By Sarah Tran, Undergraduate Worker
January 24, 2017
The common adage “Don’t judge a book by its cover” is often adapted into tale, the most popular of which is “Beauty and the Beast.” The timeless story opens on an old beggar woman seeking shelter from the storm at a prince’s castle. The prince, though noble and handsome, is also cruel and unkind. He dismisses the ugly old beggar woman, unaware she is a powerful sorceress. The sorceress transforms into her beautiful self and warns the prince not to be deceived by outer appearance. To instill this lesson, she turns the prince into a horrific beast, placing a curse upon his castle that can only be broken when he finds someone who will reciprocate his love despite his beastly appearance. Following a period of prolonged self-reflection and caring for others, the prince finally breaks the curse. This tale has engaged audiences across the world, blossoming into a beloved romance and children’s bedtime story. But the theatricality of “Beauty and the Beast” might divert the audience from its moral.
While searching for newspaper articles about Martha Washington, I came across a similar story in the Alexandria Gazette.
“As general Washington was making a short tour, after his labors in the revolution had brought peace to our land, a singular occurrence happened. He was one day expected at a certain place, and the landlady was very busy in preparing dinner for him. At length a man having the appearance of a farmer entered and desired some dinner; the lady replied, she could not supply him, because she had been making great preparations for general Washington. “Well,” replied he, “I can be content with almost any thing;” on which she place before him some ordinary cold food. After having risen from the table, and being ready to resume his journey, he said, “now if you would see general Washington, you must be in haste; I am he, and must be on my way.”1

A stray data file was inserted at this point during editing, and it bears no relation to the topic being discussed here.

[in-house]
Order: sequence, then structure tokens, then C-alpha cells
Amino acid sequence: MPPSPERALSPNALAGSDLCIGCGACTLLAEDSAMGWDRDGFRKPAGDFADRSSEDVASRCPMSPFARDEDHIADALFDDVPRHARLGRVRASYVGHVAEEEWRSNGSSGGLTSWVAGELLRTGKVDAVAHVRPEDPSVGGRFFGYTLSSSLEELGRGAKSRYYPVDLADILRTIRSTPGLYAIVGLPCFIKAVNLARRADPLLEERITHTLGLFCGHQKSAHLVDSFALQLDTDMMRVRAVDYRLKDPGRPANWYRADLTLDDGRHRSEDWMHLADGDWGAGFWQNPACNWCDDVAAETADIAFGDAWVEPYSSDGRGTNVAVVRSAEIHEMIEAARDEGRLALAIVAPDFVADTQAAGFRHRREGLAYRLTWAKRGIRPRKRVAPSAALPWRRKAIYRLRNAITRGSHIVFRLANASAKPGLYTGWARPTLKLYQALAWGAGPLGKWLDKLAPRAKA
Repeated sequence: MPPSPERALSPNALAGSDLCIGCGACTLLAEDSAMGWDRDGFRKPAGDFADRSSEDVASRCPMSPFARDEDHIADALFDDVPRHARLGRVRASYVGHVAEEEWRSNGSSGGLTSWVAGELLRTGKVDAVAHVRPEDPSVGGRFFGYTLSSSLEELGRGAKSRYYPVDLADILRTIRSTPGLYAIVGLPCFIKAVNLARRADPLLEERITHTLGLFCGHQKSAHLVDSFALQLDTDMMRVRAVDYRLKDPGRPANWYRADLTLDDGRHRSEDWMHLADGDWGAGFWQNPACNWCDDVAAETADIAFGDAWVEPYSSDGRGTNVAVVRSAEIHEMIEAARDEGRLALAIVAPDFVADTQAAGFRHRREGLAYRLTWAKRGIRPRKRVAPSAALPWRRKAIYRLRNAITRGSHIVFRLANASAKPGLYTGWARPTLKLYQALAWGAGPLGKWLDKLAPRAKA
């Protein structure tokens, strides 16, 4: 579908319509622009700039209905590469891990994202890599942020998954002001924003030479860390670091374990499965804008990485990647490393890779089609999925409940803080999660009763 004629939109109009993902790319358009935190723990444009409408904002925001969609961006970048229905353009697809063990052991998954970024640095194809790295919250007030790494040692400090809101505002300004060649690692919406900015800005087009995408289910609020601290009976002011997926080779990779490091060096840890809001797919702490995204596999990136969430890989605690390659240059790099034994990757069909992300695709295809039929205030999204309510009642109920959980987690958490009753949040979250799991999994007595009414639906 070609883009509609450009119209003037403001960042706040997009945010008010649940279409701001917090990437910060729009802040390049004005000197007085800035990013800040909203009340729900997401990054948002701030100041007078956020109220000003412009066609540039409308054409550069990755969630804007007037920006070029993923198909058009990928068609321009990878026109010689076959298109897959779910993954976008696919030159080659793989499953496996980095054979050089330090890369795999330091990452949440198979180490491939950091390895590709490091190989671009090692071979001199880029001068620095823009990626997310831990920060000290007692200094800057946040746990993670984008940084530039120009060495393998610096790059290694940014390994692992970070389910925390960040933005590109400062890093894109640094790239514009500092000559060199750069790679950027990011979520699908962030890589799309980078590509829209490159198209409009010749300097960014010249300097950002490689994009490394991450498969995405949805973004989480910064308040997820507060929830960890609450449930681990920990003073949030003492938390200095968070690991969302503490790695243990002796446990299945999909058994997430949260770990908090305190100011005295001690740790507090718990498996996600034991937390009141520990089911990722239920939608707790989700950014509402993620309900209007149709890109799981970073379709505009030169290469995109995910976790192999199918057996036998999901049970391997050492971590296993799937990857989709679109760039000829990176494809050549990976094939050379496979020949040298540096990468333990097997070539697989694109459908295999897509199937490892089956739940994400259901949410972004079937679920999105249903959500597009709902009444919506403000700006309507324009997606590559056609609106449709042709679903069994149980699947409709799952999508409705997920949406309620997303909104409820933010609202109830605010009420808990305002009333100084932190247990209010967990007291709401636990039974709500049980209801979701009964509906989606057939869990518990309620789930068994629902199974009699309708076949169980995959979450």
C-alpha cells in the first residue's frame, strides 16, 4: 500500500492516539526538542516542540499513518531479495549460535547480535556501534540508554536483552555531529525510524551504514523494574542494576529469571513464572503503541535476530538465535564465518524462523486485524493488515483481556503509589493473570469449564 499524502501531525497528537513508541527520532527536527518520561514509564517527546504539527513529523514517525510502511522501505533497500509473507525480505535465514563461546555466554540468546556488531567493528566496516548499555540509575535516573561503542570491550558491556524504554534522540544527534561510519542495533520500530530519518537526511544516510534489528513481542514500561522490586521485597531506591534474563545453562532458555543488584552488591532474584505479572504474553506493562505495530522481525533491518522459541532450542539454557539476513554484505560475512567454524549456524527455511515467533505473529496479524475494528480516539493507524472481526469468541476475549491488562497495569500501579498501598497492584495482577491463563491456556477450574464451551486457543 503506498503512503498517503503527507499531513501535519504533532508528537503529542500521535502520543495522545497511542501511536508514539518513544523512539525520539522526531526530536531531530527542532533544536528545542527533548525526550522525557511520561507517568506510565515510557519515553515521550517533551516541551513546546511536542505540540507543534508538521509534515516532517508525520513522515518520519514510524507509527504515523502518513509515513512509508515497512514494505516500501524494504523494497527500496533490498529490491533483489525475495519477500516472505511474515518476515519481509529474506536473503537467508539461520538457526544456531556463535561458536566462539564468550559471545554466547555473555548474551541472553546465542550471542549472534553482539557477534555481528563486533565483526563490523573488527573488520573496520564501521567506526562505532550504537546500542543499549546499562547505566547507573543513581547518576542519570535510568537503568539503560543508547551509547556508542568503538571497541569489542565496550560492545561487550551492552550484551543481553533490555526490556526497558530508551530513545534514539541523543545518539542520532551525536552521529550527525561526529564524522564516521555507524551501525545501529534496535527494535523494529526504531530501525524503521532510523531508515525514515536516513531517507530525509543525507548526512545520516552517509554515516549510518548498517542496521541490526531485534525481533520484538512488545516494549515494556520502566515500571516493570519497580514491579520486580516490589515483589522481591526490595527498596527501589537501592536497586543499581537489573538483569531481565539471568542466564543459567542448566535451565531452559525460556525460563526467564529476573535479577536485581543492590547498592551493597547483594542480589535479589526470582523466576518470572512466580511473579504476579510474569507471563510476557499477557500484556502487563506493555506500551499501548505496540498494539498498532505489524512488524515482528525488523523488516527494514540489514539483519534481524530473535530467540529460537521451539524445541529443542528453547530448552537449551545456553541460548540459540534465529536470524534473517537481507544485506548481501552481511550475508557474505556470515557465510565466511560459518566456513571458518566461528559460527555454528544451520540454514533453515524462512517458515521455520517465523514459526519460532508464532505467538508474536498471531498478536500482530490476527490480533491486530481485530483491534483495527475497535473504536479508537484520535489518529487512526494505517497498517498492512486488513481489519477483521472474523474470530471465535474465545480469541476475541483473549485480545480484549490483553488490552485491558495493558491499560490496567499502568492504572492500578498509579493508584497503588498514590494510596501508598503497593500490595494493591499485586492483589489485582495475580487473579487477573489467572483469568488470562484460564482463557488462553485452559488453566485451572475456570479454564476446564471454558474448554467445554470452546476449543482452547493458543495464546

Although this anecdote is likely nothing more than a fabricated tale, it exemplifies how nineteenth-century writers used historical figures to impress moral advice. While the General’s unveiling did not inflict a curse as the sorceress’s did, the two stories impart a similar lesson of compassion without judgment. However, the opportunity for imparting moral advice does not stop there. Assigning George Washington the role of delivering the story’s moral intensifies its didactic impact; leveraging well-known virtues of a beloved figure creates an engaging story with multiple lessons.
While the General in this story could have chosen to announce his title at the start of the encounter and thus demand immediate service, he waited, choosing instead to ask kindly for food. Such a demonstration of restraint follows the 45th of 110 Rules of Civility & Decent Behavior in Company and Conversation, which states:
Being to advise or reprehend any one, consider whether it ought to be in public or in Private; presently, or at Some other time in what terms to do it & in reproving Show no Sign of Cholar but do it with all Sweetness and Mildness.2
In other words, be mindful of timing and manner in criticizing someone. By choosing General George Washington—who meticulously copied these rules himself as a young boy—as an example of this rule of civility, the author amplified the benefits of the moral lesson. It was no secret that George Washington was not as well educated as his contemporaries. Insecure about his limited educational background, Washington paid careful attention to social courtesies as a result. His reputation thus provided an exceptional opportunity for introducing this moral tale as well as presenting an alternative for proper behavior: Washington’s kind restraint provides a contrast to the woman’s hasty preconceptions.
This anecdote utilizes another dimension of General Washington’s character as well. Born to a lower social stratum, George Washington learned a course of modesty and discipline. Indeed, the story explicitly depicts his appearance as a simple farmer. His approachability intensifies the influence of his teaching by providing a standard for all citizens, regardless of class, to uphold.
Personally, I find the anecdote amusing and effective. It compels me to reassess my view of others and readjust my actions accordingly. Fairy tales can help shape children into considerate adults, but adults occasionally need reminders that aim to improve their outlooks as well. And George Washington appeals to everyone.
3. Though this appeal occurred during the French and Indian War, the town response demonstrates Washington’s popularity when traveling in uniform. The Miriam and Ira D. Wallach Division of Art, Prints and Photographs: Print Collection, The New York Public Library. “The people of Winchester appealing to Washington.” New York Public Library Digital Collections. Accessed January 24, 2017. http://digitalcollections.nypl.org/items/510d47db-9e54-a3d9-e040-e00a18064a99